Vinyl Record

Instantaneous Discs

Instantaneous or acetate discs first came into common use in the 1930’s and were used for commercial, broadcast and home recording prior to the perfection of magnetic tape recording technology.  In fact they were in common usage well into the 1960’s

Acetates consist of a soft plastic coating over a base disc, generally aluminium, although many other materials have been used such as glass, zinc and cardboard.  The aluminium, or other, base was coated with nitrocellulose lacquer plasticised with castor oil.  The grooves are cut into the surface of the blank disc by a machine (often called a cutter or lathe) which produces the grooved surface which can be played just as commercially produced discs.  Such discs can generally be recognised by looking at the base material through the centre hole.  Acetate discs also usually have a second hole near the centre to locate on a separate pin on the cutting machine which reduces `slippage’ during the cutting process.

The audio quality of such discs is generally good but they are inherently unstable and with time they will deteriorate and become unplayable.  Generally it is the surface coating of nitro-cellulose acetate which deteriorates rendering the recording unplayable.  In other cases the aluminium can become bent, the glass break or the cardboard becomes damaged (eg. by exposure to water).

Deterioration of the coating is marked by the appearance on the disc surface of a white powder (which can often be mistaken for mould).  This deposit is caused by the migration of the castor oil plasticiser to the surface of the disc.  Eventually the acetate coating can begin to come detached from the disc core, exfoliating in flakes and leaving the disc core exposed.

The surface of acetate discs may be cleaned from debris by washing in water, possibly containing a small amount of mild detergent, and then rinsing in demineralised water.  If using a detergent first try it on part of the `uncut’ disc to ensure that it will not damage the playing surface.  Be careful not to use any abrasive material on the surface and to keep the centre label dry, especially if it contains important information.  The disc should be left to dry in clean air at normal room temperature.  Avoid all chemical cleaners.  Various machines can be purchased which have turntables and carefully directed sprays and brushes along with vacuum suction to remove the water and leave the disc dry ready for playback.  Ultrasonic baths can also be used in which discs are suspended in a container of demineralised water and ultrasonic waves are passed through the water dislodging any ingrained dirt.  Exfoliated acetates are at present unrecoverable.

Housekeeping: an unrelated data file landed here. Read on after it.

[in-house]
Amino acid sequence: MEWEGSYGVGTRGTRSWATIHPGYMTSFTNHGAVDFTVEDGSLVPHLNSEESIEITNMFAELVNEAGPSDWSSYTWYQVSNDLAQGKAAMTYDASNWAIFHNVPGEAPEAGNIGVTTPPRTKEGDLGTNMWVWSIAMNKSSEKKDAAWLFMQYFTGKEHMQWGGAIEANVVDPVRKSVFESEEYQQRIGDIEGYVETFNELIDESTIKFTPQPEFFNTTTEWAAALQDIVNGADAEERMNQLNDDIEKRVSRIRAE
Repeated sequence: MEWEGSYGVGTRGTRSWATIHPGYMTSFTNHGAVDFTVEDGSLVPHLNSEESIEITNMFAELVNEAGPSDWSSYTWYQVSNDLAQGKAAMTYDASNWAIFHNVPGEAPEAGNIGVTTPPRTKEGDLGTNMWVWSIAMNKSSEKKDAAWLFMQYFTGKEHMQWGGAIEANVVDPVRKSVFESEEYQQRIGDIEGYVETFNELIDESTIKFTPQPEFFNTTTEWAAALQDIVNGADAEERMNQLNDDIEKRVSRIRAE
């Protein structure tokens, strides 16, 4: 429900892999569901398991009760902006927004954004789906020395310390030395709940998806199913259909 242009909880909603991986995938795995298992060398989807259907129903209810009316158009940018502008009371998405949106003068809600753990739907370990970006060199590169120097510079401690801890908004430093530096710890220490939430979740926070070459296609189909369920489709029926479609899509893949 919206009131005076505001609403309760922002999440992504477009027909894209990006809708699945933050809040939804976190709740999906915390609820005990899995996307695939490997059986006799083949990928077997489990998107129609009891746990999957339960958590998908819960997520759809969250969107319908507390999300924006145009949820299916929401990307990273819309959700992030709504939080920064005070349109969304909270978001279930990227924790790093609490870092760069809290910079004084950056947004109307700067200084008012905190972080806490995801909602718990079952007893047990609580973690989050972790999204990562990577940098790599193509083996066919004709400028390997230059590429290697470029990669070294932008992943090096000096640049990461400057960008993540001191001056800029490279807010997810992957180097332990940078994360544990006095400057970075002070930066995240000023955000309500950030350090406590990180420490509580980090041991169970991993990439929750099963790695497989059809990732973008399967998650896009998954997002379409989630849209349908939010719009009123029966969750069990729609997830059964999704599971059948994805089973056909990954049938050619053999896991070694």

The surface of acetate discs have to be soft enough to cut and therefore they will not stand repeated playback.  Copy them to another format, preferably in one replay, using the correct diameter stylus.

Acetates are generally to be found in tin boxes or in board sleeves lined with thick cellophane which has usually shrunk and thus distorted the sleeve.  Acetate discs should be placed in acid free sleeves (but no sleeve can prevent the deterioration of the disc) and stored vertically on shelves with dividers every few discs.

RISKS  The surface material, nitro-cellulose acetate, remains soft and unstable and can contract and crack eventually exfoliating from its metal core.  The discs are particularly prone to mould growth.  The crystallisation of castor oil (often used as a plasticiser) can resemble mould and microscopic analysis is necessary to determine the exact nature of the deposit.  Shrinkage of the lacquer coating due to the loss of the castor oil platiciser causes embrittlement of the playing surface.  Because the aluminium core cannot shrink with the lacquer stresses result which causes the cracking & exfoliation of the playing surface.

CONSERVATION PRACTICE  Cleaning is extremely difficult because of the soft composition of the surface layers.  It is possible to seal down some exfoliating surfaces in order to play them but this is a laboratory technique.  Do not attempt to play these discs as one playing with an incorrect weight or stylus can irreparably damage the disc.  Arrange to have the audio content copied to a more stable medium as soon as possible.

HANDLING  Fingers should be kept off the playing surface, the disc being supported with the fingers supporting the centre label area and the thumb on the outside rim.  Cotton or latex gloves are recommended.

STORAGE  Store discs horizontally with layers of acid-free tissue between each disc.  Avoid excessive weight in the pile.


Instantaneous disc showing exfoliation

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